Altimira Oriole At Black Oil Sunflower Feeder

Orioles are not birds that one typically associate with being seed eaters but this Altimira oriole at Bentsen Rio Grande State Park certainly seemed to dig them.  Most of us think of orioles as nectar, fruit and jelly feeder birds but I've seen them sample seed and suet when Baltimore orioles arrive up in Minnesota and Wisconsin in early spring during a cold snap.  This bird had ample access to a suet log (at least until a chachalaca took over the feeder).

I didn't think orioles had a beak strong enough to crack open sunflower shells but I suspect that this bird found a few hulled sunflowers left behind by started red-winged blackbirds.  Interesting feeding behavior to witness.

Speaking of Altimira orioles, does anyone else think their nests resemble a certain anatomical feature on a 70ish year old man?


Bentsen Rio Grande State Park Birds via iPhone

South Texas, as always was SO much fun.  Even if you choose to do some casual birding you can still hit all the specialties.  I took a mini break down there over the weekend to hang with a girlfriend and since we had both been there, each day we slept in and let our bodies wake us rather than our alarm clocks and enjoyed the local Mexican restaurants and headed to our favorite parks.

I always have a soft spot for Bentsen Rio Grande State Park. It's the first south Texas park I ever visited in the Rio Grande Valley and where I got most of my Texas specialties like the above green jay (you can get them at most of the parks, but like actors who portray The Doctor, you never forget your first).  Sitting in the balmy 60 - 70 degree weather with my scope and bins really made the tension melt from my bones.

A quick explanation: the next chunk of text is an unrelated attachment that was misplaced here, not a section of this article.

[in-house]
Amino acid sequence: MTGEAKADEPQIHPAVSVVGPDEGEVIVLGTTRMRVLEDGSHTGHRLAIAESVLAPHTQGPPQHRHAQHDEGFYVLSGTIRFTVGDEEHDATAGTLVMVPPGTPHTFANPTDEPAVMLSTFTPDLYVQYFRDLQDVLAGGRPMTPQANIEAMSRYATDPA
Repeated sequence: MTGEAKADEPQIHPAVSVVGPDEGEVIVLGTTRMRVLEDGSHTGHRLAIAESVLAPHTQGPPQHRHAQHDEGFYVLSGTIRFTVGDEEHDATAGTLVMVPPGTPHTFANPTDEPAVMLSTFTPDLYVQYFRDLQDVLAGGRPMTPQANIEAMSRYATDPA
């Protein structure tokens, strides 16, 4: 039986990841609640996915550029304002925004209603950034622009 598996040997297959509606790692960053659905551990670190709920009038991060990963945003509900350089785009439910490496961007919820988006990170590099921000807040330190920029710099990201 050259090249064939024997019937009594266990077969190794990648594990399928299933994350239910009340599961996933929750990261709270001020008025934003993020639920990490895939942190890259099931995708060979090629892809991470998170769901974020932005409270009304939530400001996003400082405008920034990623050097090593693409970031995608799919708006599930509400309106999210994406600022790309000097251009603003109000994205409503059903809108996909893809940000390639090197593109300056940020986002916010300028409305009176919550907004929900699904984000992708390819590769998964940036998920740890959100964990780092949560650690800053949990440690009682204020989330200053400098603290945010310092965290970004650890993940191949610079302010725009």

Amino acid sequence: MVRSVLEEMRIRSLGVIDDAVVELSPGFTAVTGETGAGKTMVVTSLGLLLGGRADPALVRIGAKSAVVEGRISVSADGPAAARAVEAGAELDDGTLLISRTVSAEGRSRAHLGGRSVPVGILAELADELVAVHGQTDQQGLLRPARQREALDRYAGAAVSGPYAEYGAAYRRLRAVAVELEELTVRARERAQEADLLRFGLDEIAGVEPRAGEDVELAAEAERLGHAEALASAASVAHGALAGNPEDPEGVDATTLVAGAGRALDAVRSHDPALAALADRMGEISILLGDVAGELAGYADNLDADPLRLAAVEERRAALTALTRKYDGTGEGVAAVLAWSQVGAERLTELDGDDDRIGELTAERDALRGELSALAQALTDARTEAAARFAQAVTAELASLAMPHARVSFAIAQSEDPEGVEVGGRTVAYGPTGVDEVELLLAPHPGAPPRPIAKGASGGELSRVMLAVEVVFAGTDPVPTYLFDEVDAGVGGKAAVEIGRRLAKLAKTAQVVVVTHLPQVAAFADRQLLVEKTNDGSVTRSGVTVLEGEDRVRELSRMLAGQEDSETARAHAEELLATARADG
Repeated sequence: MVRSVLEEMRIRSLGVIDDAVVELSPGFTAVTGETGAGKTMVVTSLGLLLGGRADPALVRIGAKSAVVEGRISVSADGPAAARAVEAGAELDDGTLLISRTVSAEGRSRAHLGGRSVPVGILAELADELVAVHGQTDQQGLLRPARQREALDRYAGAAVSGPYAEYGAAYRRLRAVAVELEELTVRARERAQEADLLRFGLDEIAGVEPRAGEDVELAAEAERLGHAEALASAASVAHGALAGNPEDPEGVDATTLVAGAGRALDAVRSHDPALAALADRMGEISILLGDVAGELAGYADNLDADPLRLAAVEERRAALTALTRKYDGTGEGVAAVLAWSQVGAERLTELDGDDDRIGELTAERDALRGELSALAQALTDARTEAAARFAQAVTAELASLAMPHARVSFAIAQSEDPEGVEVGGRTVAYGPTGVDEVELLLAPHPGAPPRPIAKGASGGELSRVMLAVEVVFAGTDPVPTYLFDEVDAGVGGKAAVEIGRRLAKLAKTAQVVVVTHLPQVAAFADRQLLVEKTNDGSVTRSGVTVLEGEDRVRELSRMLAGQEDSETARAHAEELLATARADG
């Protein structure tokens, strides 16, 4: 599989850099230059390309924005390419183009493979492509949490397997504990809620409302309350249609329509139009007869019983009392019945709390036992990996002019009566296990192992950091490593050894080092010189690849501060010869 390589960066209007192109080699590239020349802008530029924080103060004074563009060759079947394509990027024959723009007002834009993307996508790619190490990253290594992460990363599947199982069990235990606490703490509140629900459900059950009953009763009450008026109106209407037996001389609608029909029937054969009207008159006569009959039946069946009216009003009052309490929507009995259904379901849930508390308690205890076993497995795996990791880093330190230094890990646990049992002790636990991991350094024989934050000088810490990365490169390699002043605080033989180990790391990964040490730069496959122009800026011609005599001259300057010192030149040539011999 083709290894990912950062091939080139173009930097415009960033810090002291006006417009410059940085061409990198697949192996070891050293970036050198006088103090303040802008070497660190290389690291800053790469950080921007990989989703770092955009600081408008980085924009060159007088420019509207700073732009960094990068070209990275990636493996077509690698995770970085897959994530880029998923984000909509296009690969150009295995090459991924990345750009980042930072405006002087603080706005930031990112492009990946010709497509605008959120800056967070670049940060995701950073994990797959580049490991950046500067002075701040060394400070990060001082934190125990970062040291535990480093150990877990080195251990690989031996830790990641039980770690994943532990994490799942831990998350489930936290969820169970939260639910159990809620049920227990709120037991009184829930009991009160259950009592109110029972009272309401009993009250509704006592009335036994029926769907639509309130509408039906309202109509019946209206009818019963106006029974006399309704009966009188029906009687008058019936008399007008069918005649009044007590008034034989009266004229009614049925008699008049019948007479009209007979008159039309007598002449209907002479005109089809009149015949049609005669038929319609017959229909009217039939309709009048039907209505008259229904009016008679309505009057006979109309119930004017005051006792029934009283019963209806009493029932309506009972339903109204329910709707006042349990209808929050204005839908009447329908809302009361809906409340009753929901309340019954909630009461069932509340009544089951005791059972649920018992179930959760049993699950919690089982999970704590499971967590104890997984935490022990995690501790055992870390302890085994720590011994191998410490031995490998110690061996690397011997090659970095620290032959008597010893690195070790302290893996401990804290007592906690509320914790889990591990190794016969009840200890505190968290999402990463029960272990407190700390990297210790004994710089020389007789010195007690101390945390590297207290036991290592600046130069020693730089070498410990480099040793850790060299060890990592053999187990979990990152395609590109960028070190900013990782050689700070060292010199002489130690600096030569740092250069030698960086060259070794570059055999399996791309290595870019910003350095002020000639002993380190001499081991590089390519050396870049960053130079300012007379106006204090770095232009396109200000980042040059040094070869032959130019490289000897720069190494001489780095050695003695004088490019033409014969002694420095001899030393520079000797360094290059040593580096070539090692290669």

Though walking and biking are fantastic ways to enjoy this Texas park, the bird feeders really deliver. The birds went crazy for this log filled with peanut butter. There was even a clay-colored thrush (or clay-colored robin as some field guides call it). These sometimes zip over the border from Mexico but I haven't seen one since Panama.  Not that I really note that, but I guess I got a new bird for my US list without even trying.

I really clicked with using my iPhone 4s for digiscoping rather than my Nikon D40.  I'm hopeful that by the time spring arrives, I will no longer go out with that camera and only go out with my iPhone...we'll see.  Hand holding has been okay but not as nice as having an adapter.  But since I was having such luck in Texas, I tried taking video at the feeders...I was hand holding but it turned out okay.  Ignore what the people are saying during the oriole part.  They were sitting next to us and talking about a different bird than what you see in the video.

I loved those great kiskadees.  They were "peanut butter catching" at the feeder like they would for aerial insects.  As a matter of fact, because the kiskadees were so fast, they people next to us thought they were grabbing flies attracted to the feeder.  But check out these stills I grabbed from the video: